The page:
It is thought that Hindu Kush, Afghani, Thai, Aceh (Atjeh), and Nepalese are the oldest known cannabis strains with landrace traits. But it’s hard to know the true origin and the deep lineage of most cannabis strains of today. Their cultivation took place underground and wasn’t well-documented. The history of most modern cannabis strains doesn’t go any further back than the 60s.

History of Haze Strains

The original Haze strain is an erstwhile pure sativa crossbreed hailing from California of the 70’s. The history of this strain began with two brothers cross breeding cannabis plants grown from Colombian and Mexican marijuana seeds. They crossed the gained hybrid with a sativa landrace from India, which in turn was crossed with a landrace from Thailand. In the 80s, The Haze brothers’ friend Sam The Skunkman brought the strain to the Netherlands and began developing new varieties there.

The first Haze’s strong long-lasting uplifting typical sativa effect made this strain highly popular. Though the taste and effect became the benchmark for cannabis at that time, early Haze was unstable, it needed more than 16 weeks to start flowering, which is incredibly long by modern standards, the size of the plant was too big, and the sensitivity to environment changes was too high. Given that, the cultivation kept on. The original Haze brought forth dozens of stains – Amnesia Haze, Purple Haze, Blueberry Haze, Lemon Haze, Silver Haze, and many other cultivars were based on its genetics.

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Some Haze strains were crossed with Ruderalis. This species is found in the wild northernmost, it blossoms automatically in about 30 days after sprouting, it’s well adapted for cold weather and is used as the basis of autoflowering strains – newlings’ favorites.

History of Kush Strains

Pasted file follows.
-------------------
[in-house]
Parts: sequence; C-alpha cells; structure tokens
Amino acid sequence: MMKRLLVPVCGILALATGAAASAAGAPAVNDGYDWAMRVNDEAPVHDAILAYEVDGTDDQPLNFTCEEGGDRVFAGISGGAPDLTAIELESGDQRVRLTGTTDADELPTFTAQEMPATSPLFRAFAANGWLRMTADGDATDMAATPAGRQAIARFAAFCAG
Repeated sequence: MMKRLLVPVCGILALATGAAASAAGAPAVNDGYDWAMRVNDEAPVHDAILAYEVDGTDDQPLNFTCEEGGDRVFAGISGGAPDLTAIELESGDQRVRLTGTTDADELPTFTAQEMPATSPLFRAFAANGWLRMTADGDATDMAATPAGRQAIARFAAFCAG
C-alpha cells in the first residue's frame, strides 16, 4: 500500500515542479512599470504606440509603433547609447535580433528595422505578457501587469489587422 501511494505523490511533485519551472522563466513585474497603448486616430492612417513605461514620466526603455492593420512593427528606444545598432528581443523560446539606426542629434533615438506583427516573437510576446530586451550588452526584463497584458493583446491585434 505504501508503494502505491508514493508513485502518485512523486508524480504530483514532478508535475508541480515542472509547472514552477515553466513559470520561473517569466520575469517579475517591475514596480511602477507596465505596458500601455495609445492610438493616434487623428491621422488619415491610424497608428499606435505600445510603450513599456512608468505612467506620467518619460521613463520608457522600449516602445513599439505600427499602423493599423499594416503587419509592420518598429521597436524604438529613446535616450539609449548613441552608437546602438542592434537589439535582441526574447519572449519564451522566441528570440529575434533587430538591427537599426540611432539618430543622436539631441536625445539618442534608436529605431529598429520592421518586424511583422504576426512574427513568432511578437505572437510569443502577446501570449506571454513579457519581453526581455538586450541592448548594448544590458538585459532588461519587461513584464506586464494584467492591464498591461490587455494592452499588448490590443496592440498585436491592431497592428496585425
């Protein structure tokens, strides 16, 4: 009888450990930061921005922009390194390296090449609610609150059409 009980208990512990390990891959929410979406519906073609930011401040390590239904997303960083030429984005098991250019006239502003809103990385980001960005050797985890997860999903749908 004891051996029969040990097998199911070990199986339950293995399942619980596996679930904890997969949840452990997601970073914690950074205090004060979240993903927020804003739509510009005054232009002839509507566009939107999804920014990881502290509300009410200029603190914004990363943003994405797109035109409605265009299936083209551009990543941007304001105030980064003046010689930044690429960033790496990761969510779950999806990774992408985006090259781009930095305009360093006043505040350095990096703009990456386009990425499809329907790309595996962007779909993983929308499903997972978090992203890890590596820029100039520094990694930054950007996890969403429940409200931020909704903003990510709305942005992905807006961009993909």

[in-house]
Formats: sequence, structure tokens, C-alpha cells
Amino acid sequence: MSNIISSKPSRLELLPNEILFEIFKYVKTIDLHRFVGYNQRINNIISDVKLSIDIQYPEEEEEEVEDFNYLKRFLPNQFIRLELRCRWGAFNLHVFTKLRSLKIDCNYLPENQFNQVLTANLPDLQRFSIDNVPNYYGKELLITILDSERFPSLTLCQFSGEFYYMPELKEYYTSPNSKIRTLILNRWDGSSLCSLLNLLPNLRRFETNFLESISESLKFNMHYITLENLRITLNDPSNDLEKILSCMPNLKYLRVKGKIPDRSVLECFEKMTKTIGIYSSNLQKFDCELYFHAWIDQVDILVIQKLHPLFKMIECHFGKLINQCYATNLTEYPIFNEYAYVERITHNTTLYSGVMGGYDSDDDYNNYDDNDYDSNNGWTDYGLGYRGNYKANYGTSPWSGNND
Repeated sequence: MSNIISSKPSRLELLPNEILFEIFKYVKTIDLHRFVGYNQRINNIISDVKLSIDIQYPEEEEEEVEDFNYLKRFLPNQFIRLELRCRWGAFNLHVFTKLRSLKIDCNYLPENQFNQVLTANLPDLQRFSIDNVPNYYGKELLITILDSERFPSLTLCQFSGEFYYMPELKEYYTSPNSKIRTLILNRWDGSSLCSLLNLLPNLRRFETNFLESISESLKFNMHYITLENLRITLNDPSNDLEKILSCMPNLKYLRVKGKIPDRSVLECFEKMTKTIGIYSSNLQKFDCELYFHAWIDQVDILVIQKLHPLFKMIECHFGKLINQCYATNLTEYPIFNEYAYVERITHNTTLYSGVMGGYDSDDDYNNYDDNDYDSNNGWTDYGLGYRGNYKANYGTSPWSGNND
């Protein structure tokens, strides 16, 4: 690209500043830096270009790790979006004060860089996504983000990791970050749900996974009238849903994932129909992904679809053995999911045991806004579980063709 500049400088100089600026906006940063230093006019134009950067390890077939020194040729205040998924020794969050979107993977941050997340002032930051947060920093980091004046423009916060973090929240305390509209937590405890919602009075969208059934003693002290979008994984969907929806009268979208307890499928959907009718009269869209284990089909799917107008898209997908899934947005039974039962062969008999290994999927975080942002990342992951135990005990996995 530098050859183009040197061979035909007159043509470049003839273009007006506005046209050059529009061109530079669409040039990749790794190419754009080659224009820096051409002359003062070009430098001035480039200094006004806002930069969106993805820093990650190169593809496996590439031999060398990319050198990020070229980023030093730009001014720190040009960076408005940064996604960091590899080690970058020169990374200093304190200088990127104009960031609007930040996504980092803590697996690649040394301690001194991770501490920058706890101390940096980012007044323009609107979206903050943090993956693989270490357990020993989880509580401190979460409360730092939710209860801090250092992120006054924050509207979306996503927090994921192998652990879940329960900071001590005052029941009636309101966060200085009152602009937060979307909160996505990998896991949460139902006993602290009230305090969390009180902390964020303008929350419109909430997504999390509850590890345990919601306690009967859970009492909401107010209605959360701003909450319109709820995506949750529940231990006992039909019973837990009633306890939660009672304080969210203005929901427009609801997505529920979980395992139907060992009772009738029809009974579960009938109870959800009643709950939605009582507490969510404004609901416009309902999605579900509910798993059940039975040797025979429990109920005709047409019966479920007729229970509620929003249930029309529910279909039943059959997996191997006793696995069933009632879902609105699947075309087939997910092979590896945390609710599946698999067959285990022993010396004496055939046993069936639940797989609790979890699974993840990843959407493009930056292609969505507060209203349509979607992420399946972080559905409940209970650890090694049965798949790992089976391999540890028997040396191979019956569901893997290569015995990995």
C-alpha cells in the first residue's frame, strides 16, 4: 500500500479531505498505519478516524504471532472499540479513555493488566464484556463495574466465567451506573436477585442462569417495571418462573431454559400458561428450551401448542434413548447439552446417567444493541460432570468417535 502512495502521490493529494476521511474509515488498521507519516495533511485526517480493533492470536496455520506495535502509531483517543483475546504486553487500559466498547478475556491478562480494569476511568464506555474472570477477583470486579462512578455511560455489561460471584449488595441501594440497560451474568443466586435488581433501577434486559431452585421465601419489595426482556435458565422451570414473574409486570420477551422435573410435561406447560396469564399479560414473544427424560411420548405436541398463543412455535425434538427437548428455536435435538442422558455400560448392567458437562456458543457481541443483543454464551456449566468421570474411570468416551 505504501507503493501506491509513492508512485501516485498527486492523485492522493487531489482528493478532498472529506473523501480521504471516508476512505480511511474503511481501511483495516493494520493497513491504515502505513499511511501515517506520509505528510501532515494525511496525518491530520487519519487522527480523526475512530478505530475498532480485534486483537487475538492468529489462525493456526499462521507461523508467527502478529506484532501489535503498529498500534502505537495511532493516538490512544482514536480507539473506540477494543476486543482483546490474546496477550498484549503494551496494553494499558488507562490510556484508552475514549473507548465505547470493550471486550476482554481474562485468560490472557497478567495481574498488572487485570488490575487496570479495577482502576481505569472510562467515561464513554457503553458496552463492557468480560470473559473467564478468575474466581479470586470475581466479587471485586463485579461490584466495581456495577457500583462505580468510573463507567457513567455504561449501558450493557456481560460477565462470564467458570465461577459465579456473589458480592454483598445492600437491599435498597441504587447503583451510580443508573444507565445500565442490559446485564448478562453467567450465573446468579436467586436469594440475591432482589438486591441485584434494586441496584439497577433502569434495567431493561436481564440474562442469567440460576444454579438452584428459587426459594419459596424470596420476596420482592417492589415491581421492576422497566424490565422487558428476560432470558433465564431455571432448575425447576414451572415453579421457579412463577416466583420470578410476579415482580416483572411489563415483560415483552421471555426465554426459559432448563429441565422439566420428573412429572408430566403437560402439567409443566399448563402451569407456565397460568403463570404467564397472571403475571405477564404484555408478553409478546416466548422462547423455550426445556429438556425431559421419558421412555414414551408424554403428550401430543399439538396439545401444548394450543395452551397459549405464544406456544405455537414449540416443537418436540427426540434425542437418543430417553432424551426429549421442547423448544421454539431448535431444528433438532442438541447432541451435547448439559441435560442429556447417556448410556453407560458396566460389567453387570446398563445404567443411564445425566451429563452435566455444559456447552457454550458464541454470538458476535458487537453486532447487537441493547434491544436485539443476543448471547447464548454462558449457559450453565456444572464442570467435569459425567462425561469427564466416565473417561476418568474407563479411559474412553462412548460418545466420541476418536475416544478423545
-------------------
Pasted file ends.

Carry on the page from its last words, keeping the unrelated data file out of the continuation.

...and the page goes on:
The original Hindu Kush strain is considered the purest indica. This strain stands behind the history of many american cannabis Indica strains.

The ancestors of all the Kush strain family originate from the plants growing among the hillsides and riverbanks of the Hindu Kush valleys. Bubba Kush, Purple Kush, Cali Kush, Master Kush and OG Kush – all of these and more – the renowned AK-47 and White Widow share this glorious heritage.

Contrary to popular belief, it’s likely that OG Kush has little-to-no Hindu Kush genetics.

Kush was very widespread among hippies in the 60s and 70s. These are the folks who brought the first Kush seeds to the US and Europe from the valleys of Hindu Kush.

History of Skunk Strains

The background of this strain family is clear, but the name itself is pretty vague. For some people (especially in the UK) Skunk means strong cannabis in general, for others the meaning of smelly marijuana seems more befitting. 

In the beginning, the name of Skunk was given to a new Afghani Indica based strain that emerged in the 1970’s in California to denote its stinky smell. After a while Sam The Skunkman brought a whole bunch of Skunk seeds to the Netherlands where the process of cultivation started.

The emerged strain was named Skunk#1 and happened to be very stable and fast-flowering which helped it gain popularity.